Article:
After a week of increasingly nasty rallies in which John McCain and Sarah Palin hammered Democratic rival Barack Obama over his "association" with a 1960s-era radical, the Republican candidates changed tactics Saturday during campaign swings through two presidential battleground states. Palin launched a new front in the culture wars here, attacking Obama on abortion, while in Iowa, McCain concentrated on a critique of Obama's spending proposals.
Emotions -- particularly anger -- have been running high at GOP gatherings. During a town hall Friday in Minnesota, a woman referred to Obama as an Arab, leading McCain to correct the misperception and defend his opponent as a "decent . . . family man."
On a day when an important civil rights figure condemned the tone of the McCain campaign, Palin seemed to acknowledge the nastiness. After chastising Obama for "unconditional support for unlimited abortions," she said at a rally in this heavily Catholic, socially conservative Democratic stronghold that "Americans need to see his record for what it is. And please: It is not negative, it is not mean-spirited, to talk to about his record."
When Obama was an Illinois state senator, she said, he opposed proposals to outlaw what critics refer to as "partial-birth abortion." She invoked two antiabortion Catholic Democrats -- the late New York Sen. Daniel Patrick Moynihan and the late Pennsylvania Gov. Robert Casey -- in an attempt to characterize Obama's views as extreme.
Moynihan, Palin said, "described partial-birth abortion as 'too close to infanticide.' Sen. Obama thinks it's a constitutional right, but he is wrong."
Senior Obama advisor Anita Dunn said Palin's comments "show that . . . the right to choose hangs in the balance."
Meanwhile in Iowa, McCain advocated for his tax cuts and his plan to balance the budget by "the end of my term in office." He offered a scathing critique of the price tag of Obama's spending proposals and accused him of being vague.
"We've all heard what he's said, but it's less clear what he's done or what he will do," McCain told a crowd of more than 1,000 in Davenport. "Rather than answer his critics, Sen. Obama will try to distract. . . . He has even questioned my truthfulness -- and let me reply in the plainest terms I know: I don't need lessons about telling the truth to the American people. And were I ever to need any improvement in that regard, I probably wouldn't seek advice from a Chicago politician," McCain said as the crowd responded with a roar.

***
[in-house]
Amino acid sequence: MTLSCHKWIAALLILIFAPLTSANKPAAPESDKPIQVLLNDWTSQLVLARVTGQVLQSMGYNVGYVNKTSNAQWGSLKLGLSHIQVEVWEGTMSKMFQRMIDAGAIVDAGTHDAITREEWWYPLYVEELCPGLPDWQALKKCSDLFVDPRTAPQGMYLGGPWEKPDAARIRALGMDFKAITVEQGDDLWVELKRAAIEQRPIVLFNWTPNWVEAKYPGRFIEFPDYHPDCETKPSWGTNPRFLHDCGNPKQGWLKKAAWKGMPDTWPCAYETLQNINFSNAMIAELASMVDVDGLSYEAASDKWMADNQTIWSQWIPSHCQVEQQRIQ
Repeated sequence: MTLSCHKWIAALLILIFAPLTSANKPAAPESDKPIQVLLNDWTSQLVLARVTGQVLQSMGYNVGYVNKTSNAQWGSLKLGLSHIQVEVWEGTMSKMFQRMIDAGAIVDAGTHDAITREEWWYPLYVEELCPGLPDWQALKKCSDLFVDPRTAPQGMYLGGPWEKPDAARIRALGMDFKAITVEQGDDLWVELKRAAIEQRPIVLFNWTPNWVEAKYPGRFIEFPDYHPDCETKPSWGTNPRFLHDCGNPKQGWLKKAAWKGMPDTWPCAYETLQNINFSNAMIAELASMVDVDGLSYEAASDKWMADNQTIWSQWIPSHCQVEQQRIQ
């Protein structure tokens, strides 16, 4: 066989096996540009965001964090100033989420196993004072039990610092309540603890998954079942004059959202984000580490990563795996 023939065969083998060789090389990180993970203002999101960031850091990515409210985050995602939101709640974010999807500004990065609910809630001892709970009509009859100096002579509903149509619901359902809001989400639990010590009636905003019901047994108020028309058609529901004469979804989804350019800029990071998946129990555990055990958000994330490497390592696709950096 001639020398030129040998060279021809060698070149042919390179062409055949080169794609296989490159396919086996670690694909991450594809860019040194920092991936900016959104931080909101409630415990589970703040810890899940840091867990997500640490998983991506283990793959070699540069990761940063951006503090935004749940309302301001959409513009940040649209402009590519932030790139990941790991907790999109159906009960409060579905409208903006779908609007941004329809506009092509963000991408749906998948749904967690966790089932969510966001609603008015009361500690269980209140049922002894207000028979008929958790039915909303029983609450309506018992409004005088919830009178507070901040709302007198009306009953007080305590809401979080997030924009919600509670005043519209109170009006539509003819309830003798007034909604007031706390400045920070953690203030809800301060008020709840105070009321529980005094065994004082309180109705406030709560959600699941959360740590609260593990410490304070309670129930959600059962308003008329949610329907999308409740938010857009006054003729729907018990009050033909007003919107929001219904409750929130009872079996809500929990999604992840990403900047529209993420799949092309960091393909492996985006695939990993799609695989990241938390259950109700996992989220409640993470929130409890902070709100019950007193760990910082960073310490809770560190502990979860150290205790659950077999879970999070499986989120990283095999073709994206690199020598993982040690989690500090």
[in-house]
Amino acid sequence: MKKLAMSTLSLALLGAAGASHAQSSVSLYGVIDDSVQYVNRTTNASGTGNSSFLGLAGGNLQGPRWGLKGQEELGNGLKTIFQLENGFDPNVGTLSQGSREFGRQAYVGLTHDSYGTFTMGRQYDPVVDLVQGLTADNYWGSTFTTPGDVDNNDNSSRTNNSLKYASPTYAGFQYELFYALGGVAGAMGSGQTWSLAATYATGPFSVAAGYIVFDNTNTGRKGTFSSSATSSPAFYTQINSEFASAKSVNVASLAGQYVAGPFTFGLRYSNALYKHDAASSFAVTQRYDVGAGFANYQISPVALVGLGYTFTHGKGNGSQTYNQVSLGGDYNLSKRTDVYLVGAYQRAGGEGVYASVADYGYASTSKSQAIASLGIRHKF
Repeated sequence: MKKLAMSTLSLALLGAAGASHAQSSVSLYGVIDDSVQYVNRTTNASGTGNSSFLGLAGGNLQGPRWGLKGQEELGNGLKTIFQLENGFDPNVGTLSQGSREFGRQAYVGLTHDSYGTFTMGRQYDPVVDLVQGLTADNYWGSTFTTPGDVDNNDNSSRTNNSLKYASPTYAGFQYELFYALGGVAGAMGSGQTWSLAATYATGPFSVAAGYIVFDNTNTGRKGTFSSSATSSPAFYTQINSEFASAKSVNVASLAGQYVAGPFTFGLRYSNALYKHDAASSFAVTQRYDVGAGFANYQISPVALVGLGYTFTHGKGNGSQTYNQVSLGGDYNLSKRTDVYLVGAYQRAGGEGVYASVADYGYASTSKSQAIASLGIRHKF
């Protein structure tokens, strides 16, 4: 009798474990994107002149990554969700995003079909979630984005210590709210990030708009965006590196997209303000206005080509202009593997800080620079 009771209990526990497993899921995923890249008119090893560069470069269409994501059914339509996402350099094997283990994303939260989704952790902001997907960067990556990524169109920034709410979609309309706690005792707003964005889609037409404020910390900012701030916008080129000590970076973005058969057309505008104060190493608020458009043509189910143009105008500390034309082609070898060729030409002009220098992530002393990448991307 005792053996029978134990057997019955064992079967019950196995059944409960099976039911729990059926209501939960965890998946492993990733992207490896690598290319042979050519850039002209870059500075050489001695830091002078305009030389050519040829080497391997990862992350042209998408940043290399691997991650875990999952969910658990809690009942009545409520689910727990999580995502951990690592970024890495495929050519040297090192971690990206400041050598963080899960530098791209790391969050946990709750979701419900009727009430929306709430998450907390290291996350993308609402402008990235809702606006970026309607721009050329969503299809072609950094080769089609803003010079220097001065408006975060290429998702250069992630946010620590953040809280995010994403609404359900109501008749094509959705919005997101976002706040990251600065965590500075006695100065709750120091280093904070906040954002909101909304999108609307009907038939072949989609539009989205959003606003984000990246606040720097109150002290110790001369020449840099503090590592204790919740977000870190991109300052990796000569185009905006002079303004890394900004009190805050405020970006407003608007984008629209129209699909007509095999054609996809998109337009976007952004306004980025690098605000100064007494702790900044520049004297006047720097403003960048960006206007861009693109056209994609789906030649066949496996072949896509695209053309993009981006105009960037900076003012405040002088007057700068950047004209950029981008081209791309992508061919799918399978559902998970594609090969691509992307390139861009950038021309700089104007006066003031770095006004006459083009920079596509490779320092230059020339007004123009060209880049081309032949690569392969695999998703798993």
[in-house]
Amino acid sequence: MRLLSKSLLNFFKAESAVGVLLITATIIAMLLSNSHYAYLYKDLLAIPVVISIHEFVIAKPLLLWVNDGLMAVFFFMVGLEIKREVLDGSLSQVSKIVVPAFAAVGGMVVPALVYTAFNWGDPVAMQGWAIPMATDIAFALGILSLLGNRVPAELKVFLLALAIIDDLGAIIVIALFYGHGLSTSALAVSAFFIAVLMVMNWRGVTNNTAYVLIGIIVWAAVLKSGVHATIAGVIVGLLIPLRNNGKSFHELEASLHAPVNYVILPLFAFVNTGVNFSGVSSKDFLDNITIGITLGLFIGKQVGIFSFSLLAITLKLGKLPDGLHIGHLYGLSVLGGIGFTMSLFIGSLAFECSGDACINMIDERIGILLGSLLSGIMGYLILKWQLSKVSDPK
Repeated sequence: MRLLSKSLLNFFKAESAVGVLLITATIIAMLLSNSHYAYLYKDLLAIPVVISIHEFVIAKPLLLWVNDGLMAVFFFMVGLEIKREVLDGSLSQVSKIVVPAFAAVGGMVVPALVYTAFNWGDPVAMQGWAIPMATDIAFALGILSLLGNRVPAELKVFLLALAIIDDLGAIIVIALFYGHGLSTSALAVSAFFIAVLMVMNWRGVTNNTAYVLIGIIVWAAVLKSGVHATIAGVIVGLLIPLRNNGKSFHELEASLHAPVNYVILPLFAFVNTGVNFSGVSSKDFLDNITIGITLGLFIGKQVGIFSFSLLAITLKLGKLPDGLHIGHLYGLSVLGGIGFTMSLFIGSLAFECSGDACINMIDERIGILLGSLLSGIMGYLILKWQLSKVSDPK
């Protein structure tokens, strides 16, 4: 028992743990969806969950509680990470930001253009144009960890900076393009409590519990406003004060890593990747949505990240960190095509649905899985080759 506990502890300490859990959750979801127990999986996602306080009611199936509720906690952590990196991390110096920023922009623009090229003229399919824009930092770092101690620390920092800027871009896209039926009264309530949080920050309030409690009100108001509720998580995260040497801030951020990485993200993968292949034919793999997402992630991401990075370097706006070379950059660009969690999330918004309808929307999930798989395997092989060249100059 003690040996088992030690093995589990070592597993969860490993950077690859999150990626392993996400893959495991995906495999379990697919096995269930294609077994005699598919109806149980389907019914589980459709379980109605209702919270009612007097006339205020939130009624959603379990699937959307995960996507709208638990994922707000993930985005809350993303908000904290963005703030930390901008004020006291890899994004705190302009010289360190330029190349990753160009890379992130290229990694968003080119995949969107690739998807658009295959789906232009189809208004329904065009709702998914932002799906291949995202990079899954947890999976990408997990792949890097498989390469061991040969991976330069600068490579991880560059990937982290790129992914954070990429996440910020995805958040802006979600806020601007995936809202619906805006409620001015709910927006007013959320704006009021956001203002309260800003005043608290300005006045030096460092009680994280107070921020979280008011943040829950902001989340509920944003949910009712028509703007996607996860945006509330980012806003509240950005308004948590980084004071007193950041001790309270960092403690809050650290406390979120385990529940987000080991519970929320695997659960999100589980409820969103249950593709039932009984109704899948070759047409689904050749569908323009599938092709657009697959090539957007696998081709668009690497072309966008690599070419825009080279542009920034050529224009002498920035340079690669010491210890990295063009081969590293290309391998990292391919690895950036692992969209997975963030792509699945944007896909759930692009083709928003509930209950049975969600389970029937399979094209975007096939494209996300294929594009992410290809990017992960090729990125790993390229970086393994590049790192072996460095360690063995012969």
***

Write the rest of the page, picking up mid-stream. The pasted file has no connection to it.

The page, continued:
Before McCain spoke, a Christian pastor offered a prayer that seemed to ask for divine intervention on his behalf. "There are millions of people around this world praying to their God -- whether it's Hindu, Buddha, Allah -- that [McCain's] opponent wins for a variety of reasons," Pastor Arnold Conrad said. "And, Lord, I pray that you would guard your own reputation, because they're going to think that their god is bigger than you, if that happens."
The McCain campaign said it did not condone the prayer.
"While we understand the important role that faith plays in informing the votes of Iowans, questions about the religious background of the candidates only serve to distract from the real questions in this race about Barack Obama's judgment, policies and readiness to lead as commander in chief," Wendy Riemann, McCain's Iowa spokeswoman, said.
'Playing with fire'
The campaign earlier had called Obama's judgment into question by invoking his interactions with William Ayers, a founder of the violent Weather Underground. The onetime radical, now an education professor, has served on two charitable boards with Obama and hosted a fundraiser for him early in his political career.
On Saturday, Rep. John Lewis (D-Ga.), a central figure in the civil rights movement, accused McCain of poisoning the political atmosphere, comparing him to former Alabama Gov. George C. Wallace, a proponent of racial segregation.
"He never fired a gun, but he created the climate and the conditions that encouraged vicious attacks against innocent Americans who only desired to exercise their constitutional rights," wrote Lewis, who is black. "As public figures with the power to influence and persuade, Sen. McCain and Gov. Palin are playing with fire, and if they are not careful, that fire will consume us all. . . . The American people deserve better."
At a campaign forum in August, McCain named Lewis as one of the three people he would rely on most in his administration. On Saturday, he said, "I am saddened that John Lewis, a man I've always admired, would make such a brazen and baseless attack on my character and the character of the thousands of hardworking Americans who come to our events to cheer for the kind of reform that will put America on the right track."
Abcarian reported from Pennsylvania and Reston from Iowa.